A homeless bear living in a city has a hard time getting by, but when a little girl makes friends with him, his life becomes brighter.
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See the review at WOW Review, Volume 8, Issue 3
The notes of an old music box connects two girls from very different worlds–Clara, who struggles to survive poverty and violence in a troubled city, and Claire, whose ordinary life is beset by grief–in a place where neither can be sure what is real.
The girl known only as Brat has no family, no home, and no future until she meets Jane the Midwife and becomes her apprentice. As she helps the sharp-tempered Jane deliver babies, Brat–who renames herself Alyce–gains knowledge, confidence, and the courage to want something from life: “A full belly, a contented heart, and a place in this world.” Medieval village life makes a lively backdrop for the funny, poignant story of how Alyce gets what she wants. A concluding note discusses midwifery past and present. A Newbery Medal book.
A 2009 Caldecott Honor Book. Having fled from war in their troubled homeland, a boy and his family are living in poverty in a strange country. Food is scarce, so when the boy’s father brings home a map instead of bread for supper, at first the boy is furious. But when the map is hung on the wall, it floods their cheerless room with color. As the boy studies its every detail, he is transported to exotic places without ever leaving the room, and he eventually comes to realize that the map feeds him in a way that bread never could. Based on the artist’s childhood memories of World War II.
When Jeremy finds a stray kitten, he is determined to find a home for it with Long Nellie, an eccentric scavenger who lives all by herself in an old trailer.
Fourteen-year-olds Raphael and Gardo team up with a younger boy, Rat, to figure out the mysteries surrounding a bag Raphael finds during their daily life of sorting through trash in a third-world country’s dump.
The bitter tear of an unwanted beggar causes the bread dough in the bakery shop to “sleep,” and the villagers fear it will not rise in time for the festival of the town’s patron saint.
Early in the twentieth century, ten-year-old Ben and his family live in the poorest part of their city with other Jewish immigrants. There is never enough money to make ends meet, so Ben, determined to do his part, lands a job delivering hat linings to a hat factory after school. He sets out on his boss’s bicycle feeling strong and free, and has a grand time until, on his way up Hill Street, he gets a harsh comeuppance, one that hurts his body and threatens to destroy his dreams as well. Based on the experiences of the author’s father and illustrated in Emily Arnold McCully’s signature style, this book celebrates a boy who nearly loses hope, but then learns that the future shines bright and full of second chances.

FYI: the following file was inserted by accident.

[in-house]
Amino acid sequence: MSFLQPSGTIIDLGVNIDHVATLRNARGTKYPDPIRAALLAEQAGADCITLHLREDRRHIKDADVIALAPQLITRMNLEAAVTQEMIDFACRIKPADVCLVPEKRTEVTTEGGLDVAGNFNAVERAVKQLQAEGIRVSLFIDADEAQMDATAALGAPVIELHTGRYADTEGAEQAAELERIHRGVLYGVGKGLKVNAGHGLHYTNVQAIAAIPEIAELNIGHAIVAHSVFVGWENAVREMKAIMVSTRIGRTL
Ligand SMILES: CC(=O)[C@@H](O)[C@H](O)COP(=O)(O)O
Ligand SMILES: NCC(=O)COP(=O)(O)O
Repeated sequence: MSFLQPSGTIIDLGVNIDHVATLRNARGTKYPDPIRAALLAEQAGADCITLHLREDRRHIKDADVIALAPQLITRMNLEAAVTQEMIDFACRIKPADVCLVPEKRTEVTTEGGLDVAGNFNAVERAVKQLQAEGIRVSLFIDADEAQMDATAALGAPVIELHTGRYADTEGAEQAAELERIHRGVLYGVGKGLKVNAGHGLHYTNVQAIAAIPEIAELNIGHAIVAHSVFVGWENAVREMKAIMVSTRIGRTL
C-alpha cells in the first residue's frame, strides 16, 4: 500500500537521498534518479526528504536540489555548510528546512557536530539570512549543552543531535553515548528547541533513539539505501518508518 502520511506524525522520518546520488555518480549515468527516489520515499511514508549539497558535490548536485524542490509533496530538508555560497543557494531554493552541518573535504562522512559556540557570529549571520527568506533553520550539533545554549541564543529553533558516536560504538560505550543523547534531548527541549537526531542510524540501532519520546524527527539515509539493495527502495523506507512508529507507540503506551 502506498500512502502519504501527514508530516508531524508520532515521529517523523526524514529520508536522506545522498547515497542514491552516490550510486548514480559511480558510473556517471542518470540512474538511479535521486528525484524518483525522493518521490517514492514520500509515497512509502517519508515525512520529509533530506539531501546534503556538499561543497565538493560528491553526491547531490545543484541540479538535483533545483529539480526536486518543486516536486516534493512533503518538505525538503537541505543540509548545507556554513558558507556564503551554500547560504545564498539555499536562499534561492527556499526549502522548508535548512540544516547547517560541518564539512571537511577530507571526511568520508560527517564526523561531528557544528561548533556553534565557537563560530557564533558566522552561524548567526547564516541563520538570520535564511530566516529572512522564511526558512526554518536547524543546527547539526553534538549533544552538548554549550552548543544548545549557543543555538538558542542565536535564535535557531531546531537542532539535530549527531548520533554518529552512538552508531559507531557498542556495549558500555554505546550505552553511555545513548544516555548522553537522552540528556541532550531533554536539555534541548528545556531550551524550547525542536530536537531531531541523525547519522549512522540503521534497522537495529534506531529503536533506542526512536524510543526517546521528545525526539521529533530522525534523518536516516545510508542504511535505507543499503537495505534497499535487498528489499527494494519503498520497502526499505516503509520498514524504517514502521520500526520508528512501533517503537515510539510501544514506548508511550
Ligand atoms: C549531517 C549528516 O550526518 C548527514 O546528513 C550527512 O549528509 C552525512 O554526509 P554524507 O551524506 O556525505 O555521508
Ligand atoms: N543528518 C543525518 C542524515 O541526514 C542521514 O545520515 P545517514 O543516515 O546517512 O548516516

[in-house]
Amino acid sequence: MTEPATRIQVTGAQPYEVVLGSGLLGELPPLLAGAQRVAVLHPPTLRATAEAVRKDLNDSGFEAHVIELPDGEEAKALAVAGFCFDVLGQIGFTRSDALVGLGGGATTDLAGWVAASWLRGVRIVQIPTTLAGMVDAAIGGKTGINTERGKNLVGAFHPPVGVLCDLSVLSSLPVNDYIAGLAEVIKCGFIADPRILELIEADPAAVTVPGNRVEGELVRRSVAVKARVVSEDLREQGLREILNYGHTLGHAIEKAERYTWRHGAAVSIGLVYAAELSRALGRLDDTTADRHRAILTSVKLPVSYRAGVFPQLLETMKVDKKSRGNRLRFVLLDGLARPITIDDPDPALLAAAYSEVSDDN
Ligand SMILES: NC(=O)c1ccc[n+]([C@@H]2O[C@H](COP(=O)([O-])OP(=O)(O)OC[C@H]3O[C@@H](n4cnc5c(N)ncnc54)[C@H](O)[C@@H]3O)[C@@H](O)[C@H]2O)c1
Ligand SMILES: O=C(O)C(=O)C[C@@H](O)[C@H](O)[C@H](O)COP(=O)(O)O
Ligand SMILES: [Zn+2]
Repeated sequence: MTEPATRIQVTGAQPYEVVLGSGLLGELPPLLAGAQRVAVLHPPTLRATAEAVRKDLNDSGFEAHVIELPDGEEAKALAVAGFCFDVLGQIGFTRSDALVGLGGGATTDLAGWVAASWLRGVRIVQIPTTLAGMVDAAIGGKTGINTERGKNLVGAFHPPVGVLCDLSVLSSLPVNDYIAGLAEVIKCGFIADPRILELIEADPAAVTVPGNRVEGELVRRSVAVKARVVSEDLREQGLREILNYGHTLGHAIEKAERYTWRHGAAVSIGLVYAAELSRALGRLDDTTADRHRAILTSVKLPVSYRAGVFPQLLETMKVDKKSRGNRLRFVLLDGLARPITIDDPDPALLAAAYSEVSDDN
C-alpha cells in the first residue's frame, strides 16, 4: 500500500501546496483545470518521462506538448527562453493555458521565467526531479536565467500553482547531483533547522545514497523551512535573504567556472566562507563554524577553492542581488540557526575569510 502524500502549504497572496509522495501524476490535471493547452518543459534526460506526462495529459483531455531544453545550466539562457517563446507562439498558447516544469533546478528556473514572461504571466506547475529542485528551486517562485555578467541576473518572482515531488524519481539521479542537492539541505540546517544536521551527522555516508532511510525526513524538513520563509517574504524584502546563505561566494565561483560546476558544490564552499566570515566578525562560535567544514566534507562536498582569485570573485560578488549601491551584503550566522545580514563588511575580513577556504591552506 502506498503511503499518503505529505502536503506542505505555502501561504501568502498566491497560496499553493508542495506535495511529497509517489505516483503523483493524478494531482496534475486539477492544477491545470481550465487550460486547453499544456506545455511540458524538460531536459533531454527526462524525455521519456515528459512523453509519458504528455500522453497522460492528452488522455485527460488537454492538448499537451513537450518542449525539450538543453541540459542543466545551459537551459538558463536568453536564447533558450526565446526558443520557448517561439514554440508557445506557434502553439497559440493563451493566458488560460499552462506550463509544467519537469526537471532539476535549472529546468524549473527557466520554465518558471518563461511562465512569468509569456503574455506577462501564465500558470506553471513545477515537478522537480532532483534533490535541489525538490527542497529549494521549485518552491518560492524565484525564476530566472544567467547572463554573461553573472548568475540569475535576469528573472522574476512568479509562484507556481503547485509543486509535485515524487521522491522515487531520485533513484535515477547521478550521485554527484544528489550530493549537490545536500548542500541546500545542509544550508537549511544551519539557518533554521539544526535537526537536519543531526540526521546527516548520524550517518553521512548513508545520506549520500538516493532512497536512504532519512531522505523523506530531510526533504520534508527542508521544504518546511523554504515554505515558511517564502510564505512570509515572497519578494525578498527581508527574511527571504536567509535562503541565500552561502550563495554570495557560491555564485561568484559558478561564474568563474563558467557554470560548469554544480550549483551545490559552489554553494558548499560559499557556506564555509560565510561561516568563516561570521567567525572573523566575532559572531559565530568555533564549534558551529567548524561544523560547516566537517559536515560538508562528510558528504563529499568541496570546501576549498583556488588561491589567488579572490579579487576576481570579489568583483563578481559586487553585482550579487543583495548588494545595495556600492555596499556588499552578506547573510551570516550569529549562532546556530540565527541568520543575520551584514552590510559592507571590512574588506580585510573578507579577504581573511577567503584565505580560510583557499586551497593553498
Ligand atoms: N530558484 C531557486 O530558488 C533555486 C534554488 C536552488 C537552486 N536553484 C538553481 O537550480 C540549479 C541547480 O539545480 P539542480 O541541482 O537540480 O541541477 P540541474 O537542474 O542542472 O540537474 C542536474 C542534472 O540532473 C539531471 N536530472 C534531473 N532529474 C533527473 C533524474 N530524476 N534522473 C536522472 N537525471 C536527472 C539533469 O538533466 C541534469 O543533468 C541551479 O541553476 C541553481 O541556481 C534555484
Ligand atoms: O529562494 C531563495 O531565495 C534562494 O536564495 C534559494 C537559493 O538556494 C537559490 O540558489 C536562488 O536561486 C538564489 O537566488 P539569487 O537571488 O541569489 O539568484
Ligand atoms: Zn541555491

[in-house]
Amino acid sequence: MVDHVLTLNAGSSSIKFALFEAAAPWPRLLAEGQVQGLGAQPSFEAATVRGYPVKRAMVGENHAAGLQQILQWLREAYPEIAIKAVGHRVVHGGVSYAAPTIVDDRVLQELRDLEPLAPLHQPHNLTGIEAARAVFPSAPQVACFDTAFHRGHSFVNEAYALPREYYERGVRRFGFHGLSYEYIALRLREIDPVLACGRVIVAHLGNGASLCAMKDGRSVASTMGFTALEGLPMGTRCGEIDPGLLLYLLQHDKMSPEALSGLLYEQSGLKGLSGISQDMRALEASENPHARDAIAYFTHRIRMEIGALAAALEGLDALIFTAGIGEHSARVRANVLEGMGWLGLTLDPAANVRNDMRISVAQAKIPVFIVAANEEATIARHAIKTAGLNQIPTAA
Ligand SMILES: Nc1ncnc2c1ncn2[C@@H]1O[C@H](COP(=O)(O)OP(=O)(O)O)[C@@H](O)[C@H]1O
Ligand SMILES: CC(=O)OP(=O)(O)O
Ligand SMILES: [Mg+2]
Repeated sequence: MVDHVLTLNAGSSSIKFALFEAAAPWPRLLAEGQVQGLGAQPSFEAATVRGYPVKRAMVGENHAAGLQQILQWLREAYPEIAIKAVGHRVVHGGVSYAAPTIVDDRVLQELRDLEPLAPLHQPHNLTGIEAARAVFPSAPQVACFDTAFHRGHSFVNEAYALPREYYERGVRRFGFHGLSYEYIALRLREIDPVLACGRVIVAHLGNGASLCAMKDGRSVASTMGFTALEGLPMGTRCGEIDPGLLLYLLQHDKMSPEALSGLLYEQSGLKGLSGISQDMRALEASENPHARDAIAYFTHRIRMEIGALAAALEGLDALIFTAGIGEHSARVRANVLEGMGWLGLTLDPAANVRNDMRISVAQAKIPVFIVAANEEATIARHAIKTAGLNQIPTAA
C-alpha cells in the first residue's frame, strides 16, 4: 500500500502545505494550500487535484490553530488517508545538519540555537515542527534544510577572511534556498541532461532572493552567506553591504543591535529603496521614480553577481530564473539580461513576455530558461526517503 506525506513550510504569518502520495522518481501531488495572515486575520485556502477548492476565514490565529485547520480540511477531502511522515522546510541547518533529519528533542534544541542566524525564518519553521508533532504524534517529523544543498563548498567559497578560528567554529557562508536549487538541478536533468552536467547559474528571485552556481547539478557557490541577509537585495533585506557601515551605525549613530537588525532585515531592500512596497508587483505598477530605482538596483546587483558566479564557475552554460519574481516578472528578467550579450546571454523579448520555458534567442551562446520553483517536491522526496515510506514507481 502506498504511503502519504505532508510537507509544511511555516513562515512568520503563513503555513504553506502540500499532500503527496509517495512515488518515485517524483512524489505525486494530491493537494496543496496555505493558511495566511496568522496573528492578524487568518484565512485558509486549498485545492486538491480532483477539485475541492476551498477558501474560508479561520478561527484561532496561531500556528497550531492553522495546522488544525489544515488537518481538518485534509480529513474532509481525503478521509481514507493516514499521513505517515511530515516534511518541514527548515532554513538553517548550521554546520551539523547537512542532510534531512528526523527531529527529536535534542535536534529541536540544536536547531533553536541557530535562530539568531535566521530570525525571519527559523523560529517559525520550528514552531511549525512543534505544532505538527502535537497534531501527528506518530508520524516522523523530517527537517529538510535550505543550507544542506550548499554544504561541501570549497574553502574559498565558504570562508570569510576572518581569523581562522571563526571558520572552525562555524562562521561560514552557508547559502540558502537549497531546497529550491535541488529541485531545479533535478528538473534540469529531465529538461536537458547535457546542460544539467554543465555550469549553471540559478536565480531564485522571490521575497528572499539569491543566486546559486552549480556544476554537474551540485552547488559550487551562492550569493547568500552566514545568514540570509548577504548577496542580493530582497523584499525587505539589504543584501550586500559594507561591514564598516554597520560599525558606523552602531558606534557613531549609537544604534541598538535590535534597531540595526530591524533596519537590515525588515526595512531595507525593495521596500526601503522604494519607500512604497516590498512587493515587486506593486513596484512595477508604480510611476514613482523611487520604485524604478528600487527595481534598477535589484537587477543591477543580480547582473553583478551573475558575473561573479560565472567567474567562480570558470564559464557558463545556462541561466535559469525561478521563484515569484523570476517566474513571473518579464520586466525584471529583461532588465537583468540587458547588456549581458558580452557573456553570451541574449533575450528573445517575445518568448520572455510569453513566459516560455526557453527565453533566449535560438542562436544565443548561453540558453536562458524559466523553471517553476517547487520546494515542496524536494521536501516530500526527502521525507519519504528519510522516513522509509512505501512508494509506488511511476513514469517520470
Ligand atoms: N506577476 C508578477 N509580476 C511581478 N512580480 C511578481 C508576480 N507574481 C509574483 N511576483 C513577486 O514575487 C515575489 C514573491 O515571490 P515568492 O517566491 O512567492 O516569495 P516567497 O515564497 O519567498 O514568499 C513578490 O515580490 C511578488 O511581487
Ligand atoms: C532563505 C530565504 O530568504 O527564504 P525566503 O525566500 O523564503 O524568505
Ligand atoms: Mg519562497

Ivy is used to being overlooked. The youngest in a family of thieves, scoundrels, and roustabouts, the girl with the flame-colored hair and odd-colored eyes is declared useless by her father from the day she is born. But that’s only if you look at her but don’t see. For Ivy has a quality that makes people take notice. It’s more than beauty — and it draws people toward her.
Which makes her the perfect subject for an aspiring painter named Oscar Aretino Frosdick, a member of the pre-Raphaelite school of artists. Oscar is determined to make his mark on the art world, with Ivy as his model and muse. But behind Ivy’s angelic looks lurk dark secrets and a troubled past — a past that has given her an unfortunate taste for laudanum. And when treachery and jealousy surface in the Eden that is the artist’s garden, Ivy must learn to be more than a pretty face if she is to survive.
Julie Hearn, author of The Minister’s Daughter and The Sign of the Raven, has created a memorable tale of nineteenth-century England with a character destined to take her place alongside Dickens’s Pip and Oliver Twist.